In Part 1, the tree chart adapts to various screen sizes/shapes to solve the issue of readability on small screens. In Part 2, we used a series of bee swarms to demonstrate how the pattern and timing of specific payments reveals clues about their purpose.
In both parts, we used a step-by-step “scrollyteller” to to avoid overwhelming people with detail. This format allowed us to guide users through the visualisations and zoom in on specific data points while providing relevant background and context to particular payments and clients.
This format also allowed us to give a sense of the sheer scale and number of payments.
Lastly, the interactive connected bubble chart (adapted from a network chart) in Part 1 allowed the user to explore the data more thoroughly and see how each of the groups are connected.
What was the hardest part of this project?
The hardest part of the project was creating a unique dataset of payments specific to the gambling sector.
We began by negotiating with three separate groups – the Democracy For Sale project, Monash University and the Centre for Public Integrity – to obtain their political donations data (specifically, their lists of clients categorised by industry).
We then compiled these three databases into a single “master dataset” of roughly 17,800 entities required weeks of cleaning because:
1. the databases didn’t have shared fields or IDs which would allow a straightforward join; and
2. donor and recipient names can have any number of variations (e.g. a single donor may be known as “Australian Hotels Association”, “Australian Hotels Association (NSW)”, Australian Hotels Association, NSW”, “AHA NSW”, etc.) making string matches difficult.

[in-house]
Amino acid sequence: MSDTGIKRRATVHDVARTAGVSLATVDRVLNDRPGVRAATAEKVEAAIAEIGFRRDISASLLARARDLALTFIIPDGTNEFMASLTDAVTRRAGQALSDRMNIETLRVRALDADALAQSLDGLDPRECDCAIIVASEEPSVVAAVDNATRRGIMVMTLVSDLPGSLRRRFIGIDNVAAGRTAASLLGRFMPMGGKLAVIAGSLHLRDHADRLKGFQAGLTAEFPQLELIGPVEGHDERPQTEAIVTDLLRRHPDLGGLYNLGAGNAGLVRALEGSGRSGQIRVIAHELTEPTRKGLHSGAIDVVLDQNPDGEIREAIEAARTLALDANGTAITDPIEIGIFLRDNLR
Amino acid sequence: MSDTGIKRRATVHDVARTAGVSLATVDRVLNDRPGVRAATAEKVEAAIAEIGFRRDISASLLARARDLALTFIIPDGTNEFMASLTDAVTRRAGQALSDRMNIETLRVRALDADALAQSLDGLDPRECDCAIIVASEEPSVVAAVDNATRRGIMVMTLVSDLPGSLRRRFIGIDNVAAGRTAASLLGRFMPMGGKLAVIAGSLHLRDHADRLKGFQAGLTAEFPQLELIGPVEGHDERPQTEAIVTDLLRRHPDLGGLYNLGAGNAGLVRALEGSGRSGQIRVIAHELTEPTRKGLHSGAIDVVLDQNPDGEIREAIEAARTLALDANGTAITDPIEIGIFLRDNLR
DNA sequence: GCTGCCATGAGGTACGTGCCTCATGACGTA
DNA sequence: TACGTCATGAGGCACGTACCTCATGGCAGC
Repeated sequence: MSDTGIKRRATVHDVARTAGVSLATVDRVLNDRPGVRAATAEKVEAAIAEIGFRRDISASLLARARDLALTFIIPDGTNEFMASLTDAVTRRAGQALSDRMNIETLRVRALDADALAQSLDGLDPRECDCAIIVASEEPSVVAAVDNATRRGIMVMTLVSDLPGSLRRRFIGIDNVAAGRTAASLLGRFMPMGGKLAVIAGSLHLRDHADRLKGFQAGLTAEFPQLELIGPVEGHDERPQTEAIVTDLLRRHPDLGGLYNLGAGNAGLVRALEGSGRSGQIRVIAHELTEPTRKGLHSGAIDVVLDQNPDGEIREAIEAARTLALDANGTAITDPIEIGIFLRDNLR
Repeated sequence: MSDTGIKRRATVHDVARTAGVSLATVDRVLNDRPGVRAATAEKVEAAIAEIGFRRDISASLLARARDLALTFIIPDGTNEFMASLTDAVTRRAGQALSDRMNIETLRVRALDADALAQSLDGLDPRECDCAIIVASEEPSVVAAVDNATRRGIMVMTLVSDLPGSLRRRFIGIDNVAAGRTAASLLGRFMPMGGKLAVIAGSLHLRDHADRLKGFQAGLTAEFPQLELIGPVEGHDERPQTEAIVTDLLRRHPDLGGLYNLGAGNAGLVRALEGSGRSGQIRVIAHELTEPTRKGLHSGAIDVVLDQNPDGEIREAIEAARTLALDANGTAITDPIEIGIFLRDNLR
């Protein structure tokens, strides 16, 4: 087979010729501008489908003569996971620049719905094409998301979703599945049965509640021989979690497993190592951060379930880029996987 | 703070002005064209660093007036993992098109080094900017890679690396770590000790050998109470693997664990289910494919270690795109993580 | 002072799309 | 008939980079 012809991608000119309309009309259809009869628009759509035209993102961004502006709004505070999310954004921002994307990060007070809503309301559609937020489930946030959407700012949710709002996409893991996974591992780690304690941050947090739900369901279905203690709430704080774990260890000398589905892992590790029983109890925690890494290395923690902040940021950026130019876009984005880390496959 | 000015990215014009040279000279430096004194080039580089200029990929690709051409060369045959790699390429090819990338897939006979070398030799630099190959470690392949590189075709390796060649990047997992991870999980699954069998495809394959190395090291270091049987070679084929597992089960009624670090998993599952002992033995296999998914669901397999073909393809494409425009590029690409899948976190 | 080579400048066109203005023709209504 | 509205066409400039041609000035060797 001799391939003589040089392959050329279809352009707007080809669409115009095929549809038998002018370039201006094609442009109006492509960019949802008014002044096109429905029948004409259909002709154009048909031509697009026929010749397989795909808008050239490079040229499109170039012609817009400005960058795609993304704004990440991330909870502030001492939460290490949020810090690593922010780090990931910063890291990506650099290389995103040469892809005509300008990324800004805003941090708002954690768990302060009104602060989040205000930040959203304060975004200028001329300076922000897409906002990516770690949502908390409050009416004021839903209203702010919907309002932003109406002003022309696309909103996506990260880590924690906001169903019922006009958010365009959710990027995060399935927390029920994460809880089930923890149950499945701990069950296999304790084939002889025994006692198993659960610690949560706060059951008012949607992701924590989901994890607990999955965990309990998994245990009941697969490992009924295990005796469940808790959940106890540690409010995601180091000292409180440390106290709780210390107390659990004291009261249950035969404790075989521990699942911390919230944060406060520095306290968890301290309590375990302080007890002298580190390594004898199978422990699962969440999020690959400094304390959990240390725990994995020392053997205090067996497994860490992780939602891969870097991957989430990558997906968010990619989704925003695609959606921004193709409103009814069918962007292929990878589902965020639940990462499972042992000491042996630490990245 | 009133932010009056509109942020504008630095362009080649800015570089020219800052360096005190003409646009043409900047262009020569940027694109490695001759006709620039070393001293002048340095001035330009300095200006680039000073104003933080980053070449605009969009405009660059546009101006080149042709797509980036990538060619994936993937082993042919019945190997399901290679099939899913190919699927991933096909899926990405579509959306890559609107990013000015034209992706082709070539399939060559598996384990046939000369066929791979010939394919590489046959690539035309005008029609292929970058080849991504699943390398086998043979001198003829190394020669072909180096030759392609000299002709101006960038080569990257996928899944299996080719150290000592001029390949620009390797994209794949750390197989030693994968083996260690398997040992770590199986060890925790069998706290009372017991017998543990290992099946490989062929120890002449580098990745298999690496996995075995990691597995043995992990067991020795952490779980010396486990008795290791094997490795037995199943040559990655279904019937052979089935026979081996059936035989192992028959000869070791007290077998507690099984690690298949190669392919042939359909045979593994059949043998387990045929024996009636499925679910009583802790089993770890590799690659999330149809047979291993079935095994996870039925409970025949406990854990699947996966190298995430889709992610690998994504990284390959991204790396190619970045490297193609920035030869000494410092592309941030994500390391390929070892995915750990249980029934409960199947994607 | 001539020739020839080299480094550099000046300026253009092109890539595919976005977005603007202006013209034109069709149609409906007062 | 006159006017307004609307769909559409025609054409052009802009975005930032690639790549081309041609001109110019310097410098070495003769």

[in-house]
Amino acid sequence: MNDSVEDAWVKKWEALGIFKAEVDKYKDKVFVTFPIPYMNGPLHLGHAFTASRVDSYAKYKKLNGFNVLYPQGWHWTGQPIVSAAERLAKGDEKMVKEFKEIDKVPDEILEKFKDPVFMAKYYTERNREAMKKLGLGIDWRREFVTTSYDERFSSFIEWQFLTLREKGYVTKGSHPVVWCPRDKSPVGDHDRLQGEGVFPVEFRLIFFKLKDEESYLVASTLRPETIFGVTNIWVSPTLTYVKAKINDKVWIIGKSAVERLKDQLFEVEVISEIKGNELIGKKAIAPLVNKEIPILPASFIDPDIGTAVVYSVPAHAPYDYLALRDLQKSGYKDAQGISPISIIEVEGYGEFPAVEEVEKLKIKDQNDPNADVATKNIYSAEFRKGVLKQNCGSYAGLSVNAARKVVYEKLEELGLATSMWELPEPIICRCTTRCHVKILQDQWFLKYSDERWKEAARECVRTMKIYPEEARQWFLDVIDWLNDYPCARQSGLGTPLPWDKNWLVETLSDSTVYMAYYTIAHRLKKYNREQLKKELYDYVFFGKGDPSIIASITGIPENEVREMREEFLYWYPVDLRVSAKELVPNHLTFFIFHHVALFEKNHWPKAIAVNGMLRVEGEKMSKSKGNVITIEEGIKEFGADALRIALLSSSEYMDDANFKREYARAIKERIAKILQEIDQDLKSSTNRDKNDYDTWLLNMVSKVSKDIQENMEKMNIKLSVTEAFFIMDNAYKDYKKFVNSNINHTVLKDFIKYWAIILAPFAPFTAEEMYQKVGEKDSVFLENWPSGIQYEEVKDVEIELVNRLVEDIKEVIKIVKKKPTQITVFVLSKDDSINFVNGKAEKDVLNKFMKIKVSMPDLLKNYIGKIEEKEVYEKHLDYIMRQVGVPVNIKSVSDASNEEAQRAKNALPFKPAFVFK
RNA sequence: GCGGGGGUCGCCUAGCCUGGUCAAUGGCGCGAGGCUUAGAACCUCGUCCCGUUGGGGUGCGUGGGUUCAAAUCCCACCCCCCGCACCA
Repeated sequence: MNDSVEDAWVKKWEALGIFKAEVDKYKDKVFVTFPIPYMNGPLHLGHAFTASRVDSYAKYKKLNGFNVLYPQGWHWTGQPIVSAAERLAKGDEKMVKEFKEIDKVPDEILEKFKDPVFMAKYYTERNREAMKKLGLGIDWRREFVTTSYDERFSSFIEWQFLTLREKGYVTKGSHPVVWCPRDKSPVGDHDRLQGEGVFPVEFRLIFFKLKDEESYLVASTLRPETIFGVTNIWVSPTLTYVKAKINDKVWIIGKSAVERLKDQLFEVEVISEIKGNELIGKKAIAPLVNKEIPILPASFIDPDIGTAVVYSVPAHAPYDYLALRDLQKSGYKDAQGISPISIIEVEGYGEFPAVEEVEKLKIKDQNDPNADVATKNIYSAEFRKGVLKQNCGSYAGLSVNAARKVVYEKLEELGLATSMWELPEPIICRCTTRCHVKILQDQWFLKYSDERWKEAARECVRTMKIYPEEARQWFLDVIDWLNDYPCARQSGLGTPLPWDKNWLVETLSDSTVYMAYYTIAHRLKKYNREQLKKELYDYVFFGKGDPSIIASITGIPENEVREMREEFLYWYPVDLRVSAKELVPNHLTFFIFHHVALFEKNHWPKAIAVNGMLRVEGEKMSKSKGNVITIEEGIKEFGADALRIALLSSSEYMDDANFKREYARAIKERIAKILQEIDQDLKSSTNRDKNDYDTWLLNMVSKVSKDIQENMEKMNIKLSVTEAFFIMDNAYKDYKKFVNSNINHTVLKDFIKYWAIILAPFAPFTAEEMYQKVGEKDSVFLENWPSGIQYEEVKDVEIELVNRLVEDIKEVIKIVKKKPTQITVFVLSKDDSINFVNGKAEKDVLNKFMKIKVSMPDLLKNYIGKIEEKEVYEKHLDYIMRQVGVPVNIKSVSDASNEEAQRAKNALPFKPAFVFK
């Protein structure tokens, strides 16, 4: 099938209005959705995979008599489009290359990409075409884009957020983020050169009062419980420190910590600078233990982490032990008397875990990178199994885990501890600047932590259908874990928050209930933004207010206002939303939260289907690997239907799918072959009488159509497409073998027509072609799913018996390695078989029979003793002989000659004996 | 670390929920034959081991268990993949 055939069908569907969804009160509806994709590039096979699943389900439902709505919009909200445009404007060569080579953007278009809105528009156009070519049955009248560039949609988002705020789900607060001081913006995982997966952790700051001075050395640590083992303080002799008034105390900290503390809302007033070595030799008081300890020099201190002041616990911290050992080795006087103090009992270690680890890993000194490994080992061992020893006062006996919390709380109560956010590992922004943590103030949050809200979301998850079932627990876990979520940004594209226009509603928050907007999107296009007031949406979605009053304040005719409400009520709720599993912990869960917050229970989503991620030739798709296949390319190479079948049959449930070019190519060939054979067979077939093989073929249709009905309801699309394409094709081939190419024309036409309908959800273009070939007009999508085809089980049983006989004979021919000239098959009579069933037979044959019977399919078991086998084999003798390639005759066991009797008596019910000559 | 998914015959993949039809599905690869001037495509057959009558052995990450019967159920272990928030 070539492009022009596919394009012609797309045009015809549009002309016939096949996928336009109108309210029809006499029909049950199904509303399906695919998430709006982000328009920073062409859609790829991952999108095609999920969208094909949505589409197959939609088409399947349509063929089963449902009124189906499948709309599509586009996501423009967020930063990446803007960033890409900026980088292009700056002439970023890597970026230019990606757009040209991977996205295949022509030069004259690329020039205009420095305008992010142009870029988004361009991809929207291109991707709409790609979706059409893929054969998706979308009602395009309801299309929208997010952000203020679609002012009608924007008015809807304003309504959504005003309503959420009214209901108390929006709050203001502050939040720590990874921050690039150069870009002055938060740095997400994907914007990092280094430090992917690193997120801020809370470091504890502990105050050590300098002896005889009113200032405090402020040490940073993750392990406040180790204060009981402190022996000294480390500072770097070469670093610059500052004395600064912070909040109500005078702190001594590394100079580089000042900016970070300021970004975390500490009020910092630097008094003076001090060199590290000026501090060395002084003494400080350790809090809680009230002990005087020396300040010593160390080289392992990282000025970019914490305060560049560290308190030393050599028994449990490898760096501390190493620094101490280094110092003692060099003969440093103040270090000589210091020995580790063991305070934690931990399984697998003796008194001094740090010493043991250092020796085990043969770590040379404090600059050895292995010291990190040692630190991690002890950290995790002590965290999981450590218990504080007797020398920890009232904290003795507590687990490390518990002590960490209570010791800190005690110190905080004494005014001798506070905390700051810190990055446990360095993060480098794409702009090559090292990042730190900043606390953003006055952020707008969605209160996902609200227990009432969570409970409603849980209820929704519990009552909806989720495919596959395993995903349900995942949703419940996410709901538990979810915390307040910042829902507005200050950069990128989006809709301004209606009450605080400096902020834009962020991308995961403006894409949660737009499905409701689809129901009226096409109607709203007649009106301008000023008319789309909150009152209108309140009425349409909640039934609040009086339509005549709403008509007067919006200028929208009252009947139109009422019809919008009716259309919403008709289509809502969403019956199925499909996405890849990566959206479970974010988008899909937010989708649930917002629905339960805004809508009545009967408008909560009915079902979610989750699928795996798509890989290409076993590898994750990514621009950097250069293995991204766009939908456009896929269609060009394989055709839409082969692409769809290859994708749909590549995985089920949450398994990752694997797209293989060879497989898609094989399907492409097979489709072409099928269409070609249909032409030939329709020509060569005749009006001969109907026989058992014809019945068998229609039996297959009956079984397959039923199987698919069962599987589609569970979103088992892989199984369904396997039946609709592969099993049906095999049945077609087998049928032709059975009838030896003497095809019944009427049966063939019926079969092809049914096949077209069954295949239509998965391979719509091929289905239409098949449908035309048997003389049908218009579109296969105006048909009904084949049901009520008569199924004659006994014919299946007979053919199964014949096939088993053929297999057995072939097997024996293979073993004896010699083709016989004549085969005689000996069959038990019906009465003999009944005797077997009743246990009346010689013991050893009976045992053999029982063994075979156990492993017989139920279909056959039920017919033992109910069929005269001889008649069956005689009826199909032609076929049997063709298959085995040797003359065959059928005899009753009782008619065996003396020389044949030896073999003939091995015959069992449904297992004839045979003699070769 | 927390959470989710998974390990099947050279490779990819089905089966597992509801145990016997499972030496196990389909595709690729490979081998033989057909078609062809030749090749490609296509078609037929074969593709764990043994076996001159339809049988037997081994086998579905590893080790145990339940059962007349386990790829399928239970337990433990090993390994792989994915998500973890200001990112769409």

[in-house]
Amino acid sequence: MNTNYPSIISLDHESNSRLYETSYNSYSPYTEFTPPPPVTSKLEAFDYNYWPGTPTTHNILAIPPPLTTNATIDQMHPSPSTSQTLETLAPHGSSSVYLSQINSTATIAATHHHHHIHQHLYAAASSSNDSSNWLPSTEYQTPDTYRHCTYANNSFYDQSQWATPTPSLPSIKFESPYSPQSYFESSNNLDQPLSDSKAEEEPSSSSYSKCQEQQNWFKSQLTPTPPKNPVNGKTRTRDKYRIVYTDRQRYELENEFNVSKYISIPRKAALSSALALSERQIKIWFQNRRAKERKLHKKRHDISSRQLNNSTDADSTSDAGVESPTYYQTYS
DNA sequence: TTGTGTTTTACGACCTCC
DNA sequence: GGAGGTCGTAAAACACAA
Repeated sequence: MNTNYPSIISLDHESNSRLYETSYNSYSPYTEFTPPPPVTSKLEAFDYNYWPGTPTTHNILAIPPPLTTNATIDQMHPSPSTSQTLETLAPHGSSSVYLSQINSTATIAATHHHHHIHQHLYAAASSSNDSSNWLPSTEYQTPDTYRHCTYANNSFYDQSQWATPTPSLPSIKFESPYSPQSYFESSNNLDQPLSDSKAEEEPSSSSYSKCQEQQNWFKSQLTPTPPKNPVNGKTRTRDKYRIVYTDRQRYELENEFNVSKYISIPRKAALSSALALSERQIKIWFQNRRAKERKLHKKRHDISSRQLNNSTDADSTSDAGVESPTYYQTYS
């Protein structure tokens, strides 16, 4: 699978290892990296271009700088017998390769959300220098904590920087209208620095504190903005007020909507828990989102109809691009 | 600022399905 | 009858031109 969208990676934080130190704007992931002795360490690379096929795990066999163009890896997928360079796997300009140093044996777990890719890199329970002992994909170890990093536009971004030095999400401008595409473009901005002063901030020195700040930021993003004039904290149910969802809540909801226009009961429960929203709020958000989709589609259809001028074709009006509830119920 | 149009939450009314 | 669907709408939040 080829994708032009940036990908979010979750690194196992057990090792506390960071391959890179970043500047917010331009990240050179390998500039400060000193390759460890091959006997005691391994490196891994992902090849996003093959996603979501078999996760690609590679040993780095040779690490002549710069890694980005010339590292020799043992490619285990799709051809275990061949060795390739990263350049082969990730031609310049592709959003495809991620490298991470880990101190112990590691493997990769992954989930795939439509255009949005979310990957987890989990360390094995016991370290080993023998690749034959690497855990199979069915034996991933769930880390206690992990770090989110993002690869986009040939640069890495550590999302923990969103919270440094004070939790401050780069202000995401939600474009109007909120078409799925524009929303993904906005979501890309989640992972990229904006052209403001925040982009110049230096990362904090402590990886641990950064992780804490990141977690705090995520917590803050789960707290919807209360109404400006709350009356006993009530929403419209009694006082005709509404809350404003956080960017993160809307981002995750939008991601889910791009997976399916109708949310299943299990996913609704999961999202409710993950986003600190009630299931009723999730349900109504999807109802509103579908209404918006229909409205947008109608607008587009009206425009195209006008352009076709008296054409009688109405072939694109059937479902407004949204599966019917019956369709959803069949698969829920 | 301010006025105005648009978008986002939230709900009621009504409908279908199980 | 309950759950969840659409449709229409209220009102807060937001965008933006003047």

After compiling the master list we identified donors with gambling interests.This step was critical because previous analyses of political donations data have tended to categorise each donor by a single interest or industry However, this masks the true size and reach of Australia’s gambling industry, which penetrates into sectors far beyond casinos and lotteries, and includes individuals and businesses which may appear, at first glance, to have no obvious links to gambling.
It involved detailed research, including examining company records, annual reports, media archives, etc., and extensive consultation with researchers, gambling reform groups, and others with expertise in the topic.
We then forensically examined all payments connected to those entities, supplementing data scraped from the AEC website with data collected manually from hundreds of PDF forms. These contain key details – and in some cases, entire payments – missed or excluded from the Transparency Register’s online database.
The resulting dataset is the most comprehensive and detailed record to date of payments made by the gambling industry to Australia’s political parties.
What can others learn from this project?
This project demonstrates how journalism can build on previous work to develop new approaches and purpose-built datasets in response to the news of the day.
Our data-driven approach allowed us to not only create a new dataset from existing research, but to also generate new insights and break ground at a time of intense media focus on the gambling industry.
The series also shows that journalists can reveal important information even when the available data is incomplete, patchy or very messy. Australia has some of the weakest political donations laws in the developed world; multiple loopholes mean the source of more than a third of the money remains unknown. But detailed analysis of the available data reveals clues about how strongly Australia’s political parties and elected representatives are linked to the gambling industry.